Even with very little visuals, the game does a good job making you feel like your computer is honest-to-God connected to and interacting with a spaceship’s systems, especially in one sequence about two-thirds of the way in, where the AI guides you in solving a problem with the ship itself from your terminal. It's a surprisingly intense sequence that might just make you realize how much you care for the characters. I really wanted to see more of that kind of thing, but it's the only event like that in the whole game, then it’s back to reading people’s email. My only other problem is that there’s a "point of no return" that isn’t clearly-telegraphed and will cut you out of some of the game's endings. It’s hard to explain without major spoilers, but this is where the game could have offered a gut-wrenching choice, instead forcing the player down a path to either group of endings. Even if it doesn't take that chance though, it still presents choices that can test the player's morality and ideals, as the AIs ask you to take stances on the events that led to the ship's fate.

There's a very good chance that your computer can meet Analogue's system requirements

As you can probably tell by the screenshots above, Analogue isn't too concerned with dazzling presentation. There is no voicework and the only real art is of the two AIs. The game doesn't look bad, it just doesn't give much to look at in the first place. It might not have been necessary to have art depicting the events that went along with some of the emails, but it might have been helpful to have some visuals for the people and events on the ship. It creates the same kind of problem as the faceless protagonists in AAA games back when it was all the rage to give them helmets and hoodies. You may not need to see their face to create an emotional connection, but it definitely helps and that can mean the difference between a good story and a truly remarkable one.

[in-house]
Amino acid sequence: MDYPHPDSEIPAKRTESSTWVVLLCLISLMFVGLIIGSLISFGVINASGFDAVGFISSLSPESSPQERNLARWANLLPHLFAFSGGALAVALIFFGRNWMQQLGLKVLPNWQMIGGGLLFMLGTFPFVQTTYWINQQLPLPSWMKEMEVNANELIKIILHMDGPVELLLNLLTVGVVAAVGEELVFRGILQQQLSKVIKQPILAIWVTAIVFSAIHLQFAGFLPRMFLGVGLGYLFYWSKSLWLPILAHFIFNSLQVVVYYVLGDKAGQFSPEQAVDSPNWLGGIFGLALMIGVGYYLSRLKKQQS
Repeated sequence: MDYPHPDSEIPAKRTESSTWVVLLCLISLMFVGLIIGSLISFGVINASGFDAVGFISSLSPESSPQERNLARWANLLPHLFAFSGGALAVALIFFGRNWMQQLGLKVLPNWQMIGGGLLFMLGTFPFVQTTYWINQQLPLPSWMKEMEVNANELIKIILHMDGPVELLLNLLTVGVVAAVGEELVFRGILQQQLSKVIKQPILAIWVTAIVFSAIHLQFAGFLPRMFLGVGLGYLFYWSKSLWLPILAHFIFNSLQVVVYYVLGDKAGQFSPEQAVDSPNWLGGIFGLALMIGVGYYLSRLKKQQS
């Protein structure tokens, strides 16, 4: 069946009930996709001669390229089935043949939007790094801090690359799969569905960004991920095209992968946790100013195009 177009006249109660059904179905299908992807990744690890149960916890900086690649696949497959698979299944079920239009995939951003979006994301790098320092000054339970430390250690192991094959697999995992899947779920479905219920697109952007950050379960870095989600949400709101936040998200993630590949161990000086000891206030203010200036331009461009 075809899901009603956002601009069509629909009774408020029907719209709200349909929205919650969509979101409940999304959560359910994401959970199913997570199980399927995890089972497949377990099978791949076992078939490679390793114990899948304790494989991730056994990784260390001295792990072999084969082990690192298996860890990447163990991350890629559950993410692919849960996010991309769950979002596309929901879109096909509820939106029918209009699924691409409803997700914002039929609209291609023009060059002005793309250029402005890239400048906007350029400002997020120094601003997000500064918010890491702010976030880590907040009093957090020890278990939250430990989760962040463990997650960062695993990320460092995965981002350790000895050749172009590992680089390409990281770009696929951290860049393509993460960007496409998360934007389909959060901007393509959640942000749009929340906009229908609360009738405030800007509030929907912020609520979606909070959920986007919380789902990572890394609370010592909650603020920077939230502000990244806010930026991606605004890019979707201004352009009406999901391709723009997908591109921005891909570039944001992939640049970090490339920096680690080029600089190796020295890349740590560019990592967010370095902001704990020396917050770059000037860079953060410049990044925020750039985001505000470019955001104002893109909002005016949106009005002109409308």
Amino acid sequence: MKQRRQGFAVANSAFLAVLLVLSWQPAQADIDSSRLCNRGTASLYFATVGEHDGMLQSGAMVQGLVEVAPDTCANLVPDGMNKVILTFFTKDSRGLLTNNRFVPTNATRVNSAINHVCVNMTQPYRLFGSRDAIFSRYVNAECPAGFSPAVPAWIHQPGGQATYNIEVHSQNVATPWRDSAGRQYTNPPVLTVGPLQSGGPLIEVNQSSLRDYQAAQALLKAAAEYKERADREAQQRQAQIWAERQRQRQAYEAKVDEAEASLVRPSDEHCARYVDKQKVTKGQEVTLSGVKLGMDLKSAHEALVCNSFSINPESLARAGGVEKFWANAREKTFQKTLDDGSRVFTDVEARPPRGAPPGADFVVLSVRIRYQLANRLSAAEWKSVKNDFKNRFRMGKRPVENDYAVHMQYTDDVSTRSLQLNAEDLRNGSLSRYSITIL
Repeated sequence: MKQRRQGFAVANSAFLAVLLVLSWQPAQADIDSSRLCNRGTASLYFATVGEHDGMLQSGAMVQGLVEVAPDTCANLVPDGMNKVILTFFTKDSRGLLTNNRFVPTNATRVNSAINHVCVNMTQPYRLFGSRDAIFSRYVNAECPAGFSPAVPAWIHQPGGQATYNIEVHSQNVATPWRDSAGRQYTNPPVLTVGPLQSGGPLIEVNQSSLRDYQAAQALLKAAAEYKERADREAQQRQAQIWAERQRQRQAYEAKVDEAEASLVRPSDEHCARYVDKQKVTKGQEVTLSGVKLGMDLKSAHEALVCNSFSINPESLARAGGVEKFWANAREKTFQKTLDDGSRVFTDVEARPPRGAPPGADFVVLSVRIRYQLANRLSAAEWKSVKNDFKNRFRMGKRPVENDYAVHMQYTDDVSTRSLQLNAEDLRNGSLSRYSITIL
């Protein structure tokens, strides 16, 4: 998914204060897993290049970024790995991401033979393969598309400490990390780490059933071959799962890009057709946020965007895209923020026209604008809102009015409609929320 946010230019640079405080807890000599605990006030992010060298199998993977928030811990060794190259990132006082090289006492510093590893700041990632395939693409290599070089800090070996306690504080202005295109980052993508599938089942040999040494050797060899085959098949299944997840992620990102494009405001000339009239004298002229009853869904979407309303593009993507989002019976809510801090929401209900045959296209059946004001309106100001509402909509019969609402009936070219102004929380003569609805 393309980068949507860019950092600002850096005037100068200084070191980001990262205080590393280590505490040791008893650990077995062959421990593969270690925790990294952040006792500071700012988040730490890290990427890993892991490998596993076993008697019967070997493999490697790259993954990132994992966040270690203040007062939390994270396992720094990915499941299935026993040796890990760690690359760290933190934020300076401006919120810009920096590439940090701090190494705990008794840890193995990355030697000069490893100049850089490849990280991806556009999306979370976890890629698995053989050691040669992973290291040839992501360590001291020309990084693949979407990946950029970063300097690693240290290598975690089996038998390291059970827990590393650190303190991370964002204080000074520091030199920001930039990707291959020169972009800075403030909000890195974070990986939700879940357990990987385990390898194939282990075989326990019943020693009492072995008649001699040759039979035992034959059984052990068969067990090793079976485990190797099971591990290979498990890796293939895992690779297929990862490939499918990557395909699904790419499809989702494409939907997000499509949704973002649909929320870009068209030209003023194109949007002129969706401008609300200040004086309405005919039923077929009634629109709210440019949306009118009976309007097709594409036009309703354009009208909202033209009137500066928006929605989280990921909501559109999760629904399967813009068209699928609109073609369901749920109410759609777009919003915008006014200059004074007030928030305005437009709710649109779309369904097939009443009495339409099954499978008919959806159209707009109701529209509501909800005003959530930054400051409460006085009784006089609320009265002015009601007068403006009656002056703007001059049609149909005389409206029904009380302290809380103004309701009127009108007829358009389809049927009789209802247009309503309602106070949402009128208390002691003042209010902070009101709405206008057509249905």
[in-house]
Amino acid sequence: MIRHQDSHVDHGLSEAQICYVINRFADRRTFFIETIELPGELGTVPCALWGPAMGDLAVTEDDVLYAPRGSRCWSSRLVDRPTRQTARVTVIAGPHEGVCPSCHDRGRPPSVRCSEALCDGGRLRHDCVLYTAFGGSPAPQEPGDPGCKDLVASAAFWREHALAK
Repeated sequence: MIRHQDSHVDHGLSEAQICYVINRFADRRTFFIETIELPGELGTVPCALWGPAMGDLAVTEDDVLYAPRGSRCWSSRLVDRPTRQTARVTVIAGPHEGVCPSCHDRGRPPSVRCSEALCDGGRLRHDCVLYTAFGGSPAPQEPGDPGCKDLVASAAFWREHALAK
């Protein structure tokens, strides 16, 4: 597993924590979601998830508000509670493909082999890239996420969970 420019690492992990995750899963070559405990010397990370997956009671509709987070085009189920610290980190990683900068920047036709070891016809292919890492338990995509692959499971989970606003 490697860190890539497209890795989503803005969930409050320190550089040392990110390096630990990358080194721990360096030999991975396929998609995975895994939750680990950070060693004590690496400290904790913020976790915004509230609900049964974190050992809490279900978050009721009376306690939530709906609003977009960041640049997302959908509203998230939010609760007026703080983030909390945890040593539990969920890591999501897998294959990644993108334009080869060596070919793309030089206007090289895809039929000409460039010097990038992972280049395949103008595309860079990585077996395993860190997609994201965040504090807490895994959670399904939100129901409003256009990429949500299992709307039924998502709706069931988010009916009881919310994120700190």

The visuals may be lacking, but the music certainly isn't. This is seriously one of the best ambient sci-fi soundtracks I've heard and is exactly what checking your e-mail in space should sound like. The soundtrack is also for sale on Steam and can be bundled with the game itself for a discounted rate.

Even with all of the text and anime girls, I wouldn’t call Analogue a visual novel. I wouldn't even call it a Choose Your Own Adventure book. The story doesn’t move in one direction; it’s a non-linear assembly of documents which you are free to explore, though they are unlocked in a certain order. Still, it will probably be a big hit with people who like visual novels. But if you prefer to have more action in your games, there are more worthwhile things to spend your money on. If you're not typically into VNs but are still curious, there's a demo to help make up your mind.

As a side note, you might enjoy Analogue if you got a kick out of hacking computers in games like Deus Ex and piecing together side stories in other games, since that’s basically Analogue in its entirety.

Analogue may leave a couple of things to be desired, with minimalist presentation and a creative premise that sometimes begs to be explored more, but these aren't the kind of problems you'll be thinking about once the game has you in its grip. What it attempts it succeeds at, telling a dark and thought-provoking story through non-linear means. Those willing to give it a chance won't regret the purchase.

8/10 [?]

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- Peter Kratz